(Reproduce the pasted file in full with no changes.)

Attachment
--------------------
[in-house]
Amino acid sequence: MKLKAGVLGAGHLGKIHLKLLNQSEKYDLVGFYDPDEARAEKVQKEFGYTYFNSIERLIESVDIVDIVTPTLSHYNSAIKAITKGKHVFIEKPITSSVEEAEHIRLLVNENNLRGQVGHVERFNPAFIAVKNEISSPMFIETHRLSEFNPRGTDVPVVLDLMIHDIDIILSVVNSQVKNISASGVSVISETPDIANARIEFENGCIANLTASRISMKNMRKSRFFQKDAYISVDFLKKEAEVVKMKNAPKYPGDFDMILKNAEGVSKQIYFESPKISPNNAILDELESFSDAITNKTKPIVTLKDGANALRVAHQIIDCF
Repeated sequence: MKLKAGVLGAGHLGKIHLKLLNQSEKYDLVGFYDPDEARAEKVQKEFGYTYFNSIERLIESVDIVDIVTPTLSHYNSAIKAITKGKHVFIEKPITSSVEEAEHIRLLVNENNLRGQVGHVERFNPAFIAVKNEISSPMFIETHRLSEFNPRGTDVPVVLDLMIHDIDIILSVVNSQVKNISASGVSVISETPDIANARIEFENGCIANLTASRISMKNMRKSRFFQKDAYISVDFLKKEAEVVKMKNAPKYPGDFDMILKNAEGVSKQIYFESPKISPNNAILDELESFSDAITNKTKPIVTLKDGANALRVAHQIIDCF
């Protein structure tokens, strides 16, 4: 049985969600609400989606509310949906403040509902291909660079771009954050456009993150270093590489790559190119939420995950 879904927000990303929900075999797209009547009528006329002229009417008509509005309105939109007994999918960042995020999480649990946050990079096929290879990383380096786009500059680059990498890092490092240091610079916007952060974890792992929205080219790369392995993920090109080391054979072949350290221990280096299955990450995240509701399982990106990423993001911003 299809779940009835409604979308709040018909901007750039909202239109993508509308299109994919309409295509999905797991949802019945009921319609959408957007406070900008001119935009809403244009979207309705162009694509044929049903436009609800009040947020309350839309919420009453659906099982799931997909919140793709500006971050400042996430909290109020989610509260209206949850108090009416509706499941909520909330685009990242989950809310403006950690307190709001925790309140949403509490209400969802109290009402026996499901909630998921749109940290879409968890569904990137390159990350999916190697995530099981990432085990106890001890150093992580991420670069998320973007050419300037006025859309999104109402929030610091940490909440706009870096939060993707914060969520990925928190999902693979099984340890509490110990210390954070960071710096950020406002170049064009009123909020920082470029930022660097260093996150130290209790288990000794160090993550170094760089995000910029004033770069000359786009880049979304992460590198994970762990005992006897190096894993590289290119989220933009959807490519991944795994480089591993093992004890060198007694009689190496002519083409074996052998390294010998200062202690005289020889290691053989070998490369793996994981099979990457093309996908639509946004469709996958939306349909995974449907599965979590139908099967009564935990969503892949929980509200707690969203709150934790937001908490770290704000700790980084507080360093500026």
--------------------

[in-house]
Amino acid sequence: MKLKAGVLGAGHLGKIHLKLLNQSEKYDLVGFYDPDEARAEKVQKEFGYTYFNSIERLIESVDIVDIVTPTLSHYNSAIKAITKGKHVFIEKPITSSVEEAEHIRLLVNENNLRGQVGHVERFNPAFIAVKNEISSPMFIETHRLSEFNPRGTDVPVVLDLMIHDIDIILSVVNSQVKNISASGVSVISETPDIANARIEFENGCIANLTASRISMKNMRKSRFFQKDAYISVDFLKKEAEVVKMKNAPKYPGDFDMILKNAEGVSKQIYFESPKISPNNAILDELESFSDAITNKTKPIVTLKDGANALRVAHQIIDCF
Repeated sequence: MKLKAGVLGAGHLGKIHLKLLNQSEKYDLVGFYDPDEARAEKVQKEFGYTYFNSIERLIESVDIVDIVTPTLSHYNSAIKAITKGKHVFIEKPITSSVEEAEHIRLLVNENNLRGQVGHVERFNPAFIAVKNEISSPMFIETHRLSEFNPRGTDVPVVLDLMIHDIDIILSVVNSQVKNISASGVSVISETPDIANARIEFENGCIANLTASRISMKNMRKSRFFQKDAYISVDFLKKEAEVVKMKNAPKYPGDFDMILKNAEGVSKQIYFESPKISPNNAILDELESFSDAITNKTKPIVTLKDGANALRVAHQIIDCF
């Protein structure tokens, strides 16, 4: 049985969600609400989606509310949906403040509902291909660079771009954050456009993150270093590489790559190119939420995950 879904927000990303929900075999797209009547009528006329002229009417008509509005309105939109007994999918960042995020999480649990946050990079096929290879990383380096786009500059680059990498890092490092240091610079916007952060974890792992929205080219790369392995993920090109080391054979072949350290221990280096299955990450995240509701399982990106990423993001911003 299809779940009835409604979308709040018909901007750039909202239109993508509308299109994919309409295509999905797991949802019945009921319609959408957007406070900008001119935009809403244009979207309705162009694509044929049903436009609800009040947020309350839309919420009453659906099982799931997909919140793709500006971050400042996430909290109020989610509260209206949850108090009416509706499941909520909330685009990242989950809310403006950690307190709001925790309140949403509490209400969802109290009402026996499901909630998921749109940290879409968890569904990137390159990350999916190697995530099981990432085990106890001890150093992580991420670069998320973007050419300037006025859309999104109402929030610091940490909440706009870096939060993707914060969520990925928190999902693979099984340890509490110990210390954070960071710096950020406002170049064009009123909020920082470029930022660097260093996150130290209790288990000794160090993550170094760089995000910029004033770069000359786009880049979304992460590198994970762990005992006897190096894993590289290119989220933009959807490519991944795994480089591993093992004890060198007694009689190496002519083409074996052998390294010998200062202690005289020889290691053989070998490369793996994981099979990457093309996908639509946004469709996958939306349909995974449907599965979590139908099967009564935990969503892949929980509200707690969203709150934790937001908490770290704000700790980084507080360093500026």